Bell said locking kids up and charging them with crimes is not the answer to preventing teacher injuries.
“They really need better training, I feel,” Bell said.
JauNae Hanger of the Positive School Discipline Institute agrees training for all school staff is part of the solution.
We shared with Hanger information about Markeese’s arrest.
"It's not appropriate to put a kid in a detention center that is that young,” Hanger said. “There's a trauma when you arrest a child. They fall behind in school, they become labeled, they become stigmatized."
Hanger said it is the school’s responsibility to create a safe environment for teachers and students.
"We've over-relied on school police and we've under-relied on school counselors and social workers and school psychologists," Hanger said.
The Positive School Discipline Institute is a year-long program that has trained teams from 54 schools, not just teachers, but school resource officers, principals, deans and other school personnel.
It costs time and money and the state does not require this kind of training for school staff.
Teachers who have gone through the training told RTV6 they can see why it’s important to develop relationships with their students so they can work out problems long before things get physical.
Katy Hamsel, a fourth grade teacher at Matchbook Learning Charter School, said the sessions were eye-opening.
“A lot of schools just use strict discipline and it's not working,” Hamsel said. "If I see students getting frustrated and mad, I stop and we talk. I give them space."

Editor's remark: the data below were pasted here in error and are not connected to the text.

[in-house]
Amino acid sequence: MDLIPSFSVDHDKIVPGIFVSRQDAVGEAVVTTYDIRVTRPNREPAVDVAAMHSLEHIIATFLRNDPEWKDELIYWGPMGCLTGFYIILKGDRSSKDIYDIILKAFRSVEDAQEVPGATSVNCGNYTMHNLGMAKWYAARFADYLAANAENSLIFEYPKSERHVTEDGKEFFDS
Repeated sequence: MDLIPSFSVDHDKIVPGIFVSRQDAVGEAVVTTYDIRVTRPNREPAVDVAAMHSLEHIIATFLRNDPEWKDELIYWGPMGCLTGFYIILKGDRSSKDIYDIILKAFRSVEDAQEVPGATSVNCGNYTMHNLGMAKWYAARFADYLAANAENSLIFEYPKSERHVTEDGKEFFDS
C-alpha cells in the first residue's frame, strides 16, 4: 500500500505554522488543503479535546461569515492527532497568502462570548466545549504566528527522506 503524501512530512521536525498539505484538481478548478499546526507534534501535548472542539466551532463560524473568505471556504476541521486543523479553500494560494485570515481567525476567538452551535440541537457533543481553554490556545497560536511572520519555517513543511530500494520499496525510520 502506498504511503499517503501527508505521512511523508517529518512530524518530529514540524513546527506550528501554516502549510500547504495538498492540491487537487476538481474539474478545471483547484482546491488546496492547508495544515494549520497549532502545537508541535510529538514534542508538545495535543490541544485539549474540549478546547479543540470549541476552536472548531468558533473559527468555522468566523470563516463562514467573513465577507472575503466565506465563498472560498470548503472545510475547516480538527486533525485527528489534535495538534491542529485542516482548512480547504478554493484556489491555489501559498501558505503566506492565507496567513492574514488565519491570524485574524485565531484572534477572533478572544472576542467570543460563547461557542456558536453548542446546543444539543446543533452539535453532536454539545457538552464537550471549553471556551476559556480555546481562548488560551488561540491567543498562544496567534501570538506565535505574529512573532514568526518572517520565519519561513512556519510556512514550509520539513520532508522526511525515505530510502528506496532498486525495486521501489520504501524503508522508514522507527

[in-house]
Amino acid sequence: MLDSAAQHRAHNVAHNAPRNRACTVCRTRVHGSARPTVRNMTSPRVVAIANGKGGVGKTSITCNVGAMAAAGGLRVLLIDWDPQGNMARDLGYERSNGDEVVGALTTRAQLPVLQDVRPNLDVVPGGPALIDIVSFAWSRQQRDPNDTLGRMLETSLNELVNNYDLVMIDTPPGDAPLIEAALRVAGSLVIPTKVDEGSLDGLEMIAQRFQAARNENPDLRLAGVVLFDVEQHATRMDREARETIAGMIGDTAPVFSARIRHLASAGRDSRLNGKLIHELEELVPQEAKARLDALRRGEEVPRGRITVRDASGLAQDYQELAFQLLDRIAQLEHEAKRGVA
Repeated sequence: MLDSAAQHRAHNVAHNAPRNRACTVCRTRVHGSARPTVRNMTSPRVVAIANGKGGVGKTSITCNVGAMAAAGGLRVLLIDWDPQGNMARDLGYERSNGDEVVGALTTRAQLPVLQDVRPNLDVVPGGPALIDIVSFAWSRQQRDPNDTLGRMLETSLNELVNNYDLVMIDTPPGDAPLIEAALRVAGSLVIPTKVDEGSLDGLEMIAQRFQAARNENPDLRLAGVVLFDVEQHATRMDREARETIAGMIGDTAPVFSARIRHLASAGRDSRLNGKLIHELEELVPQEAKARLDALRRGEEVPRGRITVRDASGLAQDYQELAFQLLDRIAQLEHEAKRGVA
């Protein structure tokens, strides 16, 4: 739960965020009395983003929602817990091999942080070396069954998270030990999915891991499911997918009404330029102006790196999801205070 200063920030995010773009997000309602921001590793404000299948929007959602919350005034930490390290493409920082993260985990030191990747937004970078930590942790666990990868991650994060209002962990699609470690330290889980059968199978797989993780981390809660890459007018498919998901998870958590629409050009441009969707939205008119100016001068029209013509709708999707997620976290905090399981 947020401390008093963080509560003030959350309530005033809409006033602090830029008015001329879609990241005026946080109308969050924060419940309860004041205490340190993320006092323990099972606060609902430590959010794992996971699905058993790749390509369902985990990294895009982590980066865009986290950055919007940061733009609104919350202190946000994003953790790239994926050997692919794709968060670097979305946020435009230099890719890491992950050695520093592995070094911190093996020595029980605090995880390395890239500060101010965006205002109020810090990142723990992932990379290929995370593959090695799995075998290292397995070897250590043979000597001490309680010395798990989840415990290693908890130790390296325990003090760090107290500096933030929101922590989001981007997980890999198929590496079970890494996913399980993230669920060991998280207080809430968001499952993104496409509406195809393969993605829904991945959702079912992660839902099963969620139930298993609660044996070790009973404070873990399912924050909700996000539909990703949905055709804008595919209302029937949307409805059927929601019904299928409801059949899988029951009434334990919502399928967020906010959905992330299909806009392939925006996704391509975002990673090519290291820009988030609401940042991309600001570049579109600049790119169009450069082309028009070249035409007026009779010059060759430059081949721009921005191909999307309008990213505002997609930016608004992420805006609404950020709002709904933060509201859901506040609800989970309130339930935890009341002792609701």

Hamsel said she can understand how training can help prevent student outbursts and teacher injuries by encouraging school staff to better comprehend why students act the way they do.
"If you don't have any background in restorative practices, or understanding the relationship and childhood trauma, absolutely I can understand where it can be an issue,” Hamsel said. “You just have to be proactive rather than reactive."
Both Erica Hahn and Katrina Bell pulled their children out of their schools.
Erica Hahn’s son Spencer now gets bussed 3 hours a day to a school that’s better able to accommodate Spencer’s disability.
Hahn said our state does not have enough schools and services to help students with special needs.
"At the end of the day, we're just trying to do what's best for our kids,” Hahn said. “There's always a backstory, and I guarantee the majority of the parents are fighting just as hard as I do to get their kids services. None of these are bad kids."
The reality is a lot of the teacher injuries are caused by special needs students.
In response to our records request, one district told us of the staff injuries involving students last school year — 79% were students with special needs.
The Indiana State Teachers Association listed teacher safety as one of its priorities this legislative session.
Senate Bill 220 would have required principals to report student physical assaults to law enforcement.
It also would also require the principal to hold a meeting before that student can return to class to discuss behavior and safety.
However, the bill did not get a hearing this session.